“Maybe Ragged Boy as well, although he doesn’t sound as enthusiastic about your genre of writing.”
I’m sorry, I didn’t mean to imply that I wouldn’t be willing to help or that I didn’t like your story. I love helping and your story is pretty cool. I meant that I personally wouldn’t write religious fiction, not that there is anything wrong with it.
Alright, if there are 5 protagonists in this story, would it be unnecessary to establish that 3 outta these 5 protagonists discover that their current situation has a connection to the antagonists plans?
And to restate, would it be interesting if I had Protagonist 1 and antagonist encounter each other at some point? Or would it be better if a premonition or vision that Protag 1
has encourages him to investigate the situation at the Rehab Center(since his mother already talks about the events at work), and what exactly would that vision be?
I’m not really sure what you’re asking. Would it be better for the protagonist to meet the antagonist or go seek him out after a vision?
I don’t know. I suspect that because of the themes of your story, you could get away with one person doing this. However, I suspect that it would be more dramatic and/or interesting if the MC’s knew the antagonists beforehand. (For example of protagonist 1 knew the possessed boy beforehand, he might have serious issues with fighting him).
1) For groups, it’s usually a good thing to have them link to the antagonist. This give the antagonist to go after the protagonists or vice versa. This will also make it easier to keep your events organized.
2) The vision should probably be something very vague, to keep the suspense. Maybe a flash of a figure messing with something or the figure walking into a building or something. I don’t know the actual event, but the vision should be a vague link to it. It would probably be of something that gave the location of the event.
3) I’m at a loss with this one. Could you tell me about the first two protagonists? Then I could get a feel for the team and see what’s missing.
Okay Ragged Boy. Here’s a general bio of the first 2 characters.
-Protagonist 1(Even though he named Protagonist 1 he won’t be the first person introduced in the comic book)
Pro 1 is a 14yr-old highschool freshman and lives with his mother, who is single.
He can at first seem like a bored and lazy person, but he is actually a bit more relaxed and carefree than most people. He’s a bit like the typical hormonal teenager, and at first has more of physical than genuine attraction to Pro 2. Despite this he can occasionally annoy people(like Pro 2) that have more serious personalities. He still maintains a great respect for his friends and family and watches out for them. His mom is a counselor at the same Rehab Center where the first antagonist is staying.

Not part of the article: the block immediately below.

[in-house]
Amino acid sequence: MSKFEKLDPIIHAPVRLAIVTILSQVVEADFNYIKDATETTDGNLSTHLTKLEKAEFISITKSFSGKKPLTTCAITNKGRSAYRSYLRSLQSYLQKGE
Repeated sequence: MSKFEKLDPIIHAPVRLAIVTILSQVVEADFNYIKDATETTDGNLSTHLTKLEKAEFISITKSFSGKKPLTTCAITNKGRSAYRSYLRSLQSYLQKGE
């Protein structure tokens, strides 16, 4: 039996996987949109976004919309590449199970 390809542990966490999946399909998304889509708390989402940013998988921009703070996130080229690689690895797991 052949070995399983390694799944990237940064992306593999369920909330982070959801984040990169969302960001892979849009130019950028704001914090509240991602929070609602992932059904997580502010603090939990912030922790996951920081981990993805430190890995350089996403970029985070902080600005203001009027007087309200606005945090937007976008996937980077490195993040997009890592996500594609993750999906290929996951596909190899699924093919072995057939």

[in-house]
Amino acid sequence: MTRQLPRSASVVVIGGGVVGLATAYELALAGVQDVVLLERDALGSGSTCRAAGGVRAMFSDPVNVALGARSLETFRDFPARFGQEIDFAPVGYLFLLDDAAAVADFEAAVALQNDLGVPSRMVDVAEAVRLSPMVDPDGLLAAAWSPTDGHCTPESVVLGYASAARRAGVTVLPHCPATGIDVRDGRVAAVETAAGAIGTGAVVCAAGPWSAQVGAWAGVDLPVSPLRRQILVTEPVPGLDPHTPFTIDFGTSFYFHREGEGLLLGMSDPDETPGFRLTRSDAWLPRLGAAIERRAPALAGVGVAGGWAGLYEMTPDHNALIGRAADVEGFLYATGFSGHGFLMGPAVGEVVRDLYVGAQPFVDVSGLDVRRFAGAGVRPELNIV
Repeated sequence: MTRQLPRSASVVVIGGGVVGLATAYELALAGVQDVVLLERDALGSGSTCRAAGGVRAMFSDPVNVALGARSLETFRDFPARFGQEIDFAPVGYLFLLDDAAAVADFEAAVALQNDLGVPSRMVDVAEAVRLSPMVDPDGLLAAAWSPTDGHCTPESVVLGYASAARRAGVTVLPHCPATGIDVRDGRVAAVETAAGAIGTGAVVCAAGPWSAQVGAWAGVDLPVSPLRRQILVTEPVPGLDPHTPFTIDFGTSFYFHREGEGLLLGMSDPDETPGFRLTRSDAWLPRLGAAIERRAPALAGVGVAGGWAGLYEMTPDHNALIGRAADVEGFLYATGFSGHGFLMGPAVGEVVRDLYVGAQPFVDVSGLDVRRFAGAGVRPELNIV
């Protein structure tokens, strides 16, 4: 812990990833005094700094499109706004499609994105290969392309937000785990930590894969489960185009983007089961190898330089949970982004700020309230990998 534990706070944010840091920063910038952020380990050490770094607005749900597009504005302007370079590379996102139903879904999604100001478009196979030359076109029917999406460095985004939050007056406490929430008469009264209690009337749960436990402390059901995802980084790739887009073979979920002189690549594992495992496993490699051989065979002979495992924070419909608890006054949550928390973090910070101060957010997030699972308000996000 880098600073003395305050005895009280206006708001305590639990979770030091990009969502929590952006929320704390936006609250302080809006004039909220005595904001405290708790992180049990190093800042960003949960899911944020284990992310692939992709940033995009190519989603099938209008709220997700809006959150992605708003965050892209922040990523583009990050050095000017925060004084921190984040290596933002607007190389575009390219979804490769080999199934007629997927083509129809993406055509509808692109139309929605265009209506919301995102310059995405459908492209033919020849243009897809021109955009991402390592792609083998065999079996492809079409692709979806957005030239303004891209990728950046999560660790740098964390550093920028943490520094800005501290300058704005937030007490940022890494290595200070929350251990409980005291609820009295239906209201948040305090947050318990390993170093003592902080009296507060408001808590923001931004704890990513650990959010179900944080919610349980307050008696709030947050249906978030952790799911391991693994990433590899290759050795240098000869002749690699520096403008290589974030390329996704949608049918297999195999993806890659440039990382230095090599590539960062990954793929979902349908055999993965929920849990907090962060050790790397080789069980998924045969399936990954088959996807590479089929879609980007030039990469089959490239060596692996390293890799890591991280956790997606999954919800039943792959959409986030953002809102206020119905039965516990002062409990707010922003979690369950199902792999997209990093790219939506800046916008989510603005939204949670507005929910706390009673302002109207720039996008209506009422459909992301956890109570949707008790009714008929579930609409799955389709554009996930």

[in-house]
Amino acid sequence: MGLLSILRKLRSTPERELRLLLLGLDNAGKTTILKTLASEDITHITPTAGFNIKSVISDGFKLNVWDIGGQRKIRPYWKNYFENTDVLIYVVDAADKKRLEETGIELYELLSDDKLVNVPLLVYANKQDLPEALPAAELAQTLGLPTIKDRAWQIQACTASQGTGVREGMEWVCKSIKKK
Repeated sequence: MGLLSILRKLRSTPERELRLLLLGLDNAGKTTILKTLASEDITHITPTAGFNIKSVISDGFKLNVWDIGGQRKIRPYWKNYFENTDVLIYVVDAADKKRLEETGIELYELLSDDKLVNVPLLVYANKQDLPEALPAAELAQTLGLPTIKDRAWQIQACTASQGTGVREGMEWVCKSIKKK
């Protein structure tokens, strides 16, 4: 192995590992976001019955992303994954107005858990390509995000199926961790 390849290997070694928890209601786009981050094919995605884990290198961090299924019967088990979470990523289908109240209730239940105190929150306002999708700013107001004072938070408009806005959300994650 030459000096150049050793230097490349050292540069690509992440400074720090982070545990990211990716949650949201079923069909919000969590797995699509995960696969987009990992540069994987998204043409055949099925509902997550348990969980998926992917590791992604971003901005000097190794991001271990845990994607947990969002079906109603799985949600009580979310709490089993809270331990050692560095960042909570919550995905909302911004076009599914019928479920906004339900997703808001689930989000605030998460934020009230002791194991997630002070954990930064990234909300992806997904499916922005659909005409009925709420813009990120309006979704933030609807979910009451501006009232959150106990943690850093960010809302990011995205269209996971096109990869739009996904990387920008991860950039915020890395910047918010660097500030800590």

Pro 2 is also a freshman in highschool and comes from a divorced household. She has a more outspoken personality and can occasionally offend others. Besides this she is a trustworthy person and does not break promises easily. She can occasionally be callous towards people that she views as untrustworthy or with a hidden agenda. (Personally, Pro 2 is my favorite character). She is more spiritually intuitive and frequently has precognitive dreams that are actually instructions from God.
If you didn’t really know yet, this story is partially about character development.
The group might not actually have an official leader, rather, they’ll let the person with the most information or expertise lead that particular ‘mission’. But in general, the two main ‘leaders’ are either Pro 1 or Pro 2.
1) Sensible Adult. Usually the voice of reasion between the generally young team. They would be intelligent, logical, but probably won’t mesh with the socialty of the team being the oldest.
2) Religious Dissenter. Probably a younger character, one that feels that God doesn’t love them because of all the stife they’ve been through in their life. Great opportuniity for character development.
@ Ragged Boy-I’d hate to step on your suggestion, but I think I should replace the sensible adult with the police officer. I wouldn’t want it the team to become a bit too formalized, but maybe that Sensible Adult should be one of their family members…
But about the police officer… Maybe some of the wierd stuff goin’ on in Havon has attracted the attention of the local police department, so they send an officer to investigate. It might be that the kids and the officer are working on 2 different sides of the same problem, at first.
I’m guessing they would need to be demons or people influenced by demons or just generally bad people. Despite that your story is religious, I think it would be a bit more interesting if the antagonists were human. That way they’d be comparable to your protagonists “See what the world has done to these people.”
I guess the anti-power would be good. What are the protagonists powers?
We don’t know major event of your story, so generally I think the cop should come third of the five protags. Maybe while protag. 1 and 2 go to check out some supernatural event, the cop finds, and they persuade him to come with them. After which something major happens that keeps the three from disbanding after they are done investigating. Again, I don’t know events, but this is just an idea.
Actually…dang it! Prophecy is kinda hard to explain over the internet. Prophecy isn’t always seeing into the future. It could be some divine information revealed to a person or a special message that’s supposed to be given to another person.